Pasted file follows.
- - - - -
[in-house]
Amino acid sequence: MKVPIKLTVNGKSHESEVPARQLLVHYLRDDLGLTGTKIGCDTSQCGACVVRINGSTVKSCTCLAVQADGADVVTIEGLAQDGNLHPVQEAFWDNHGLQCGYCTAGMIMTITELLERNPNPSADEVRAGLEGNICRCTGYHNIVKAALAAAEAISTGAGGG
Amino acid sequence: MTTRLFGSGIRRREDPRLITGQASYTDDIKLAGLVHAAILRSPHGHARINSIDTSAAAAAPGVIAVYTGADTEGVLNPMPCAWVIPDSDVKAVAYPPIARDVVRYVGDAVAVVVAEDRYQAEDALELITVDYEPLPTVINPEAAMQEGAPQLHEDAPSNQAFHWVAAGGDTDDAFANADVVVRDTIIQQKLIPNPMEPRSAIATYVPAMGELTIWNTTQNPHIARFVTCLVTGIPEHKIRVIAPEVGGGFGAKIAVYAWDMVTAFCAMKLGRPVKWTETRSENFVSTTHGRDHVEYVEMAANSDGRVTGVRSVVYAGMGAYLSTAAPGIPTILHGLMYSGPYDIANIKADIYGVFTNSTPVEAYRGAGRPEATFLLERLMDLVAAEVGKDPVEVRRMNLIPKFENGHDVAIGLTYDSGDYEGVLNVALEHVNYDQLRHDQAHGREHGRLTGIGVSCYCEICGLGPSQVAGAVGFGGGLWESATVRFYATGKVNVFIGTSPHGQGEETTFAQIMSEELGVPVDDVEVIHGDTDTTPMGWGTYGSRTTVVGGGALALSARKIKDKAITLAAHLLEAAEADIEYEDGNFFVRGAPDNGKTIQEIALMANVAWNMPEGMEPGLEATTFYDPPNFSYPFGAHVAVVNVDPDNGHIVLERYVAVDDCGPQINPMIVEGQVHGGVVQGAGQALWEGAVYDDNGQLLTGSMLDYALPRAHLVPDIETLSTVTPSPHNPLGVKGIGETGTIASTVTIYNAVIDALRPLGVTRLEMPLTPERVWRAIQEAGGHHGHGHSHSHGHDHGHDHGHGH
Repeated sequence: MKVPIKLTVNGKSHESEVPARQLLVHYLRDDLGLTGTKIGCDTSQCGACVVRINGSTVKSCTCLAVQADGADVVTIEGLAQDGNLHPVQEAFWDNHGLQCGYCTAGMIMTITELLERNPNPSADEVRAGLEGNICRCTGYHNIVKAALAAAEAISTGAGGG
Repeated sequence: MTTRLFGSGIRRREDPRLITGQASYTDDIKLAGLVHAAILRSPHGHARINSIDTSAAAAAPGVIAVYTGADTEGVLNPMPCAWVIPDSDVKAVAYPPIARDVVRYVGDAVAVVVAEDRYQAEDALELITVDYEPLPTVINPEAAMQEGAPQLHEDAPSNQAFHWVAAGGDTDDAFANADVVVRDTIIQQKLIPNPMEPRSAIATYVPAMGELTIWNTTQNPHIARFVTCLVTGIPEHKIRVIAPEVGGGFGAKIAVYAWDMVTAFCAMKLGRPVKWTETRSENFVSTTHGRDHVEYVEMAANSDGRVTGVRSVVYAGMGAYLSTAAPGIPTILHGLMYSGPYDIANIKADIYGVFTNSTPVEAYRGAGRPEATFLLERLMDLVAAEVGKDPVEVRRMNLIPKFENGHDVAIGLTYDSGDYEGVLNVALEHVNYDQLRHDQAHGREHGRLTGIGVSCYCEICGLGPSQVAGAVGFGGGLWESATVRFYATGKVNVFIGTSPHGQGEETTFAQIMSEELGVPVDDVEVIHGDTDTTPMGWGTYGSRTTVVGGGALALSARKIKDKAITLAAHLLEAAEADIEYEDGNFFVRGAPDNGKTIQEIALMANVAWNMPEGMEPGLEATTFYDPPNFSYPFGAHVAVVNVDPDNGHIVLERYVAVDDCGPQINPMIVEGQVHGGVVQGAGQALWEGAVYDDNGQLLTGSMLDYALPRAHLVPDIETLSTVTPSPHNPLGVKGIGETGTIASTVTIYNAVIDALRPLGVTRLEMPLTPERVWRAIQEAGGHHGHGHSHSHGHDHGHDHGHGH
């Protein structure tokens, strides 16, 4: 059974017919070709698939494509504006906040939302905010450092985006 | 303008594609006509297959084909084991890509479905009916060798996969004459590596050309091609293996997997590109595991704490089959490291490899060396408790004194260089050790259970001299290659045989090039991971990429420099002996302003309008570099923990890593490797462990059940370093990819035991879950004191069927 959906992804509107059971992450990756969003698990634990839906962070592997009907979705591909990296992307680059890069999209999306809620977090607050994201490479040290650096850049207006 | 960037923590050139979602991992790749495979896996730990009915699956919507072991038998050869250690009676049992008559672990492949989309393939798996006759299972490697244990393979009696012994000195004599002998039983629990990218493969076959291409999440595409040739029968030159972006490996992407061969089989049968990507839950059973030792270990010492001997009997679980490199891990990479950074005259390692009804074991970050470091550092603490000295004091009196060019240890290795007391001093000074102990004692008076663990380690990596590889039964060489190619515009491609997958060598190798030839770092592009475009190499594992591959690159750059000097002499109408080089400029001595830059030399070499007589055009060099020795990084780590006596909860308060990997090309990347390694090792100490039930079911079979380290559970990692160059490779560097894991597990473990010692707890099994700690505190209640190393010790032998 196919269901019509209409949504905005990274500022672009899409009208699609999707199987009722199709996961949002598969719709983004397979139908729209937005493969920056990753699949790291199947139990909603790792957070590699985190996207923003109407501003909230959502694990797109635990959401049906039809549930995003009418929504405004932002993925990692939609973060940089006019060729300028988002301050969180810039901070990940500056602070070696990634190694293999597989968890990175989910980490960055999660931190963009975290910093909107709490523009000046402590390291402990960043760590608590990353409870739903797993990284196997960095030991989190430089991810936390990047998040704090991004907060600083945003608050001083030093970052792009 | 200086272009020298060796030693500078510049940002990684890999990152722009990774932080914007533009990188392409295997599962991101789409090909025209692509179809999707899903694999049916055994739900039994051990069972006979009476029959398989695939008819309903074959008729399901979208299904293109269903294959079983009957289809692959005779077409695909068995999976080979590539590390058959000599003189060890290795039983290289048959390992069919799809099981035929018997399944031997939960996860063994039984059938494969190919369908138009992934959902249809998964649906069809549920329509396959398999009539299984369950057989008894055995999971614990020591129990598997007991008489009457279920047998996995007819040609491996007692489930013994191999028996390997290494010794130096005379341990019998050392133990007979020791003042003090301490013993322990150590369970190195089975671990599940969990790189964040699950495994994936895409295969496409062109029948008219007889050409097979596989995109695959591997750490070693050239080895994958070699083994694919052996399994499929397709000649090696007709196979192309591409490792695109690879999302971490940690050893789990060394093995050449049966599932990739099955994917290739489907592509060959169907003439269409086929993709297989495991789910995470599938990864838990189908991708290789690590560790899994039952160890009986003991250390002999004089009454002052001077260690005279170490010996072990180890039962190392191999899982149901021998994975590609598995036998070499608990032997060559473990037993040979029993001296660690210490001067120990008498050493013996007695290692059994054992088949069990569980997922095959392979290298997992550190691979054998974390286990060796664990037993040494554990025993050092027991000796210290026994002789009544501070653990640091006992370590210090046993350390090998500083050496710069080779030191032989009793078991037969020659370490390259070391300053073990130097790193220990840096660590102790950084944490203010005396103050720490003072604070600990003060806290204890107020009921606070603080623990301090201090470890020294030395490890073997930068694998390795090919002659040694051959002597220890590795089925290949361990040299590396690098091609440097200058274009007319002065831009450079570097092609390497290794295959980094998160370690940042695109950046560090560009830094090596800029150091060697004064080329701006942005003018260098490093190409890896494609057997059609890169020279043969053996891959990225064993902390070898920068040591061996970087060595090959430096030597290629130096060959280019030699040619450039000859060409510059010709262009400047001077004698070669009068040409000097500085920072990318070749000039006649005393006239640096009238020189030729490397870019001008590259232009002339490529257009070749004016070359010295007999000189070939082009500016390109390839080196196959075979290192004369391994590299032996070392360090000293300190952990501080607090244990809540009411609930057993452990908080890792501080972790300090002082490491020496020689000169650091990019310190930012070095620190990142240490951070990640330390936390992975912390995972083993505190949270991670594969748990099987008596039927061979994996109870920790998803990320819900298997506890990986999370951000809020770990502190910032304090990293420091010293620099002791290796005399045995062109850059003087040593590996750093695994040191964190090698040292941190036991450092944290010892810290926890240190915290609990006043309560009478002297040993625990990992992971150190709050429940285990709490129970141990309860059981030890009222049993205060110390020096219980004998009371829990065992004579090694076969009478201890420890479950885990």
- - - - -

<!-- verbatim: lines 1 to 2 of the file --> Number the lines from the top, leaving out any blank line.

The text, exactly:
[in-house]
Amino acid sequence: MKVPIKLTVNGKSHESEVPARQLLVHYLRDDLGLTGTKIGCDTSQCGACVVRINGSTVKSCTCLAVQADGADVVTIEGLAQDGNLHPVQEAFWDNHGLQCGYCTAGMIMTITELLERNPNPSADEVRAGLEGNICRCTGYHNIVKAALAAAEAISTGAGGG